Friday’s press is packed with anticipation of resigning Communications Minister Moshe Kahlon’s announcement whether or not to form his own party for the upcoming elections. Polls, rumors, and quotes from Kahlon and his contenders fill the front pages.

Haaretz reports that Netanyahu is working to convince Kahlon not to found a new social issues party in advance of the coming elections. Polls found that a Kahlon party could win 10-20 Knesset seats, but Kahlon was still on the fence. The paper reports that Knesset Speaker Reuven Rivlin and Foreign Minister Avigdor Liberman were trying to bring Kahlon back into the fold.

“You’re part of the Likud’s DNA, come back home,” Rivlin reportedly told Kahlon.

According to Haaretz, Likud party members, particularly Netanyahu, fear a Kahlon party would earn seats at Likud’s expense, not at the expense of centrist parties. According to the poll published by Channel 2, Kahlon would take six seats from Likud, four from Labor, and one from Shas and Yesh Atid apiece. Israel Hayom, however, cites another poll in which Kahlon only takes one seat from Likud and the remainder from Shas, Kadima, and Labor. Though it mentions the Channel 2 poll, it does not mention the poor prognosis for Likud.

Yedioth Ahronoth reports that Shas party members are also concerned about Kahlon stealing votes from their voter base. According to members of the religious-Mizrahi party, if Kahlon’s party presents itself as a Mizrahi-social issues party, Shas will have to change its campaign tactics.

Yedioth Ahronoth quotes Kahlon saying, “I am right on the border, both right-wing in foreign policy and left-wing on social issues. I can gain support from a broad population.”

A poll published in Yedioth Ahronoth showed that Kahlon would win 13 seats in the Knesset and take five seats from Likud, two from Shas and three from Yesh Atid.

Sima Kadmon writes in Yedioth Ahronoth that while Likud would suffer badly if Kahlon forms his own party, the biggest loser would be the Kadima party. “The largest party in the current Knesset would not pass” the electoral threshold, Kadmon writes. “Even the Independence party passes it.” The crux, however, is that “Netanyahu has something to worry about: Kahlon would take Likud to school. … It is worthwhile for Netanyahu to roll up his sleeves and try to salvage the situation, if that’s even possible at all.”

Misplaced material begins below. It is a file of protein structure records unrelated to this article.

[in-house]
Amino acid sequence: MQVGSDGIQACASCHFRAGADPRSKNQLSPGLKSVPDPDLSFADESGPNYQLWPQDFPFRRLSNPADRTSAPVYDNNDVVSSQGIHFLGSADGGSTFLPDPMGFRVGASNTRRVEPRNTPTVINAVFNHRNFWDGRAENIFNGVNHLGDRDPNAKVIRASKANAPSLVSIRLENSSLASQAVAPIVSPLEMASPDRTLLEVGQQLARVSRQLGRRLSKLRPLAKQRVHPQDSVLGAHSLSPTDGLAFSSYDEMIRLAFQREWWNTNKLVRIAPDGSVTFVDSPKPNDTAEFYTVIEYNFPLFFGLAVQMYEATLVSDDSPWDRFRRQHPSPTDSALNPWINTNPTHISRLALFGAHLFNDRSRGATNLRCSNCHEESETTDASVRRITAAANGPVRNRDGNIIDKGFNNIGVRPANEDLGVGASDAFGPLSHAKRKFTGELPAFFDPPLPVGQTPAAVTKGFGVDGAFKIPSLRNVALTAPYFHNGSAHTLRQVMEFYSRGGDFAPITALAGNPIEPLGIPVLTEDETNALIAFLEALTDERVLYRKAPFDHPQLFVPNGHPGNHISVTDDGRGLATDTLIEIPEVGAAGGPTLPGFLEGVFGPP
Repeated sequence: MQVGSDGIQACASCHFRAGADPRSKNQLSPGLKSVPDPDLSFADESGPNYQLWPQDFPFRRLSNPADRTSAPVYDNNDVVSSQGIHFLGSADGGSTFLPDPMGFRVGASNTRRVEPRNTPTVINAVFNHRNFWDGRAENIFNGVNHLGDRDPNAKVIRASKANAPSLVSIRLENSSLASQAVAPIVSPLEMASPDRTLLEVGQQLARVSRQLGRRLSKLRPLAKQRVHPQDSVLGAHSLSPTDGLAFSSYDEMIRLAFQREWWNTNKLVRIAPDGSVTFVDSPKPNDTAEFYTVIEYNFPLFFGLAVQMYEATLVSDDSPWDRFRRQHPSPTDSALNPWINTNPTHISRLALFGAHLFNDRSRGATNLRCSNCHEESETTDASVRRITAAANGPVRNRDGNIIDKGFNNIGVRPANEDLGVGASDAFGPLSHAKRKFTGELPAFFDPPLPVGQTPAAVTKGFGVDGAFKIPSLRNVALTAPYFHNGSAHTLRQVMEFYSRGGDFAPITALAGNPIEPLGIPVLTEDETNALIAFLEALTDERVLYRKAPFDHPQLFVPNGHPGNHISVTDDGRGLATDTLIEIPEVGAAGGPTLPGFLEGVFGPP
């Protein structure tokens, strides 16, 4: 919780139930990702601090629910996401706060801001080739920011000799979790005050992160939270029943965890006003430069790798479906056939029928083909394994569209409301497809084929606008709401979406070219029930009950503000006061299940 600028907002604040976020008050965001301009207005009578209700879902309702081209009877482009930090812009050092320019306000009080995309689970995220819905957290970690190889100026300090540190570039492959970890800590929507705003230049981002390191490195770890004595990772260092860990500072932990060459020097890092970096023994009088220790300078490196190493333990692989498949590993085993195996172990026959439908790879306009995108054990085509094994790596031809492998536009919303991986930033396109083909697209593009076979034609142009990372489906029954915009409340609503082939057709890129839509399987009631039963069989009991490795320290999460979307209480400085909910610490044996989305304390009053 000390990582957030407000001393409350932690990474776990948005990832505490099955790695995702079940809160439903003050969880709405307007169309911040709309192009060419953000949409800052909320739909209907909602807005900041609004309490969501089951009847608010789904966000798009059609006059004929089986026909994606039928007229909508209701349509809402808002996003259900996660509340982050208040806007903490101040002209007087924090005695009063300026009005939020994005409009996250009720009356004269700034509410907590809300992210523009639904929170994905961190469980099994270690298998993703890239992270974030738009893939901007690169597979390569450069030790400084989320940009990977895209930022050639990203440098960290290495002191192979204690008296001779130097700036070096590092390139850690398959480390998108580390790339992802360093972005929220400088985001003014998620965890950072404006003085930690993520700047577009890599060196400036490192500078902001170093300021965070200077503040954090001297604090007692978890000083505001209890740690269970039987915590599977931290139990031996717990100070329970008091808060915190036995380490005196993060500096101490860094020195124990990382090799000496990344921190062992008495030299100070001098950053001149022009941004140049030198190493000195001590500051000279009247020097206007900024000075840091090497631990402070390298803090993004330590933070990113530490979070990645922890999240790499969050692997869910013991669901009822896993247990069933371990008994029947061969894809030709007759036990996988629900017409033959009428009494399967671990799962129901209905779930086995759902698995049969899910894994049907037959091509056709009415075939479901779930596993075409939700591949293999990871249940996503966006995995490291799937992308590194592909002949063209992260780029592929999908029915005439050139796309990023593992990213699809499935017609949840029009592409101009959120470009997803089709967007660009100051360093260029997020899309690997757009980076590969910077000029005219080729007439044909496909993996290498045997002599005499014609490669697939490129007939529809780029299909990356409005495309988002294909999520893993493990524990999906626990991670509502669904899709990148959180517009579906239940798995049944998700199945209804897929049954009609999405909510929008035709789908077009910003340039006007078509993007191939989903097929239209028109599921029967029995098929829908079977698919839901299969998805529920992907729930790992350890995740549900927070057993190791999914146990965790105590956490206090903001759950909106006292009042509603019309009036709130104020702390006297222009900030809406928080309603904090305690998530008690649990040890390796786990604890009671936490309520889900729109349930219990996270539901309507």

Kahlon is expected to make a final decision on Sunday.

Maariv goes after Kahlon’s record as a promoter of social issues which, it argues, he is not. A review of his voting record in the Knesset by an organization called “The Social Guard” found that Kahlon voted against a variety of socially conscious measures and did not advance such ideals as welfare minister. His overall grade was “anti-social.”

Haaretz editorial writer Yoel Marcus says that Kahlon’s announcement “that he intends to retire from political life stemmed, according to confirmed information, from his having found out about the joint list with Lieberman.” He adds that if Kahlon is serious about his opposition to the Biberman alliance, that he should step into the ring for the coming elections.

Meanwhile in the Kadima party, Chairman Shaul Mofaz launched his new campaign slogan: “Bibi [Benjamin Netanyahu] will entagle us,” with a picture of a mushroom cloud erupting behind it. Israel Hayom points out the similarity to the 1964 Lyndon Johnson “Daisy” presidential campaign ad of a similar nature. It quotes a Mofaz advisor saying the campaign team was only aware of the Johnson campaign ad after designing Mofaz’s explosive slogan.

“In the past four years the prime minister has dealt with one issue only: bombing Iran. Nothing else interests him. Not society, not the economy, nothing. Just a messianic fervor to attack and bomb Iran’s nuclear program,” the paper quotes Mofaz saying at a press conference on Thursday.

“He has only dealt with this in the past four years. Anyone who has been in the Prime Minister’s Office knows this has turned into an obsession with him.”

Maariv reports on a international crisis brewing at the Church of the Holy Sepulcher. Although their story is exclusive and fascinating, and features on the front page of the paper, it gets buried on the last pages of the weekend section. According to the Maariv report, the Jerusalem municipality has decided to begin charging the church for its water usage — something that was never done by the Ottomans, the British, the Jordanians, or Israel.

The Jerusalem water company, Gihon, has sent the Greek Orthodox Patriarchate a bill for NIS 9 million for the past four years of water usage, plus interest. Despite negotiations, Gihon has demanded the money and put a hold on the patriarchate’s bank account, effectively bankrupting the church.

“We can’t even pay for toilet paper. Nothing. Gihon declared war on us,” a senior member of the patriarchate said.

The patriarchate has appealed to Prime Minister Benjamin Netanyahu and President Shimon Peres, and will dispatch next week messages to Russian President Vladimir Putin, the Greek and Cypriot heads of state, and President Barack Obama.

For something completely different, Haaretz reports that an Orthodox rabbi in Jerusalem has offered an alternative to a rabbinate kashrut certificate. Rabbi Aaron Leibowitz has supported a number of cafes and restaurants who have decided to maintain an acceptable level of kashrut but not pay the fees to have their facilities inspected by the rabbinate.

The Chief Rabbinate claims that presenting a place as kosher without kashrut inspectors is fraudulent. The paper reports that a protest will be held on Friday in Jerusalem’s Rehavia neighborhood in support of non-regulated kosher establishments.

According to the organizers, “the time has come to advance an alternative to the chief rabbinate’s exclusive and discriminatory monopoly on kashrut.”